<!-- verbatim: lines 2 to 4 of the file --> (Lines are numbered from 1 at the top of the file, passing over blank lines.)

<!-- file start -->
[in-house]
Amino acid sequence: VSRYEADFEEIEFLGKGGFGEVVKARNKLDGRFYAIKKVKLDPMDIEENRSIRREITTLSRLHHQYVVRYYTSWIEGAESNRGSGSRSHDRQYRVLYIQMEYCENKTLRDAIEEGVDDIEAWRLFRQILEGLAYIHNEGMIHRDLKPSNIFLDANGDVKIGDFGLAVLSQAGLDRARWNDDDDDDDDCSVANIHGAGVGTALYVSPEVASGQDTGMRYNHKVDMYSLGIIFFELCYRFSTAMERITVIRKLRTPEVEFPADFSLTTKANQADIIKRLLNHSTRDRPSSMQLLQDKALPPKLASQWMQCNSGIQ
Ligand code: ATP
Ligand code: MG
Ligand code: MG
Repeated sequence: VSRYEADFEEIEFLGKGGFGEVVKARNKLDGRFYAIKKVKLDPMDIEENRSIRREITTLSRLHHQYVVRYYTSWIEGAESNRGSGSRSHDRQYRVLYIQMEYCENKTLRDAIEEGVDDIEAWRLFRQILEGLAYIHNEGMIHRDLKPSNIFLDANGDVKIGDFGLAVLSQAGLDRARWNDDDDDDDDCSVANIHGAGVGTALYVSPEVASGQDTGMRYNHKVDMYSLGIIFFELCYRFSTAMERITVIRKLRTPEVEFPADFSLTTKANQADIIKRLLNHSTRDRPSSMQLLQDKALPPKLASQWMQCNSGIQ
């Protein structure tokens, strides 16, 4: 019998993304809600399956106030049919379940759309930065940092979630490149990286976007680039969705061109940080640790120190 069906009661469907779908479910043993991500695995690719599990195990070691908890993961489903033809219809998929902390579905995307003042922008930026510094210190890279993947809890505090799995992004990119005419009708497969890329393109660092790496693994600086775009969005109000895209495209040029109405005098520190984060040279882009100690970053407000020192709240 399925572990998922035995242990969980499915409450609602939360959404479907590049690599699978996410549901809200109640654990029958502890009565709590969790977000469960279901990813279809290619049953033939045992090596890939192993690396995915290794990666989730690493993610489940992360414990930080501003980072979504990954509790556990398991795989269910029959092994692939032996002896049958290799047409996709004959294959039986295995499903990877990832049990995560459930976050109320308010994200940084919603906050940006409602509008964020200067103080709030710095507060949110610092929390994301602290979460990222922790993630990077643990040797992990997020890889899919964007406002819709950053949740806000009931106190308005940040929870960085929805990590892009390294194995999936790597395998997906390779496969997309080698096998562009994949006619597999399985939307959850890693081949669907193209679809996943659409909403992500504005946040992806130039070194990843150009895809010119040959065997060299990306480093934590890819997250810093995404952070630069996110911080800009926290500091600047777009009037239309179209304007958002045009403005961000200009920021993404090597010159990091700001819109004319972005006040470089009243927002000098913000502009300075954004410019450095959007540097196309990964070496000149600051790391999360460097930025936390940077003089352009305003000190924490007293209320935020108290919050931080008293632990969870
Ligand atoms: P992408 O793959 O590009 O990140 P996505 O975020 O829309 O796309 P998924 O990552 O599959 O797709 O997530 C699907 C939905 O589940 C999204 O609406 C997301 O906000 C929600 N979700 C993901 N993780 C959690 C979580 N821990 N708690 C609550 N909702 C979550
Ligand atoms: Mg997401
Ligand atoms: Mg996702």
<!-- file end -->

Amino acid sequence: VSRYEADFEEIEFLGKGGFGEVVKARNKLDGRFYAIKKVKLDPMDIEENRSIRREITTLSRLHHQYVVRYYTSWIEGAESNRGSGSRSHDRQYRVLYIQMEYCENKTLRDAIEEGVDDIEAWRLFRQILEGLAYIHNEGMIHRDLKPSNIFLDANGDVKIGDFGLAVLSQAGLDRARWNDDDDDDDDCSVANIHGAGVGTALYVSPEVASGQDTGMRYNHKVDMYSLGIIFFELCYRFSTAMERITVIRKLRTPEVEFPADFSLTTKANQADIIKRLLNHSTRDRPSSMQLLQDKALPPKLASQWMQCNSGIQ
Ligand code: ATP
Ligand code: MG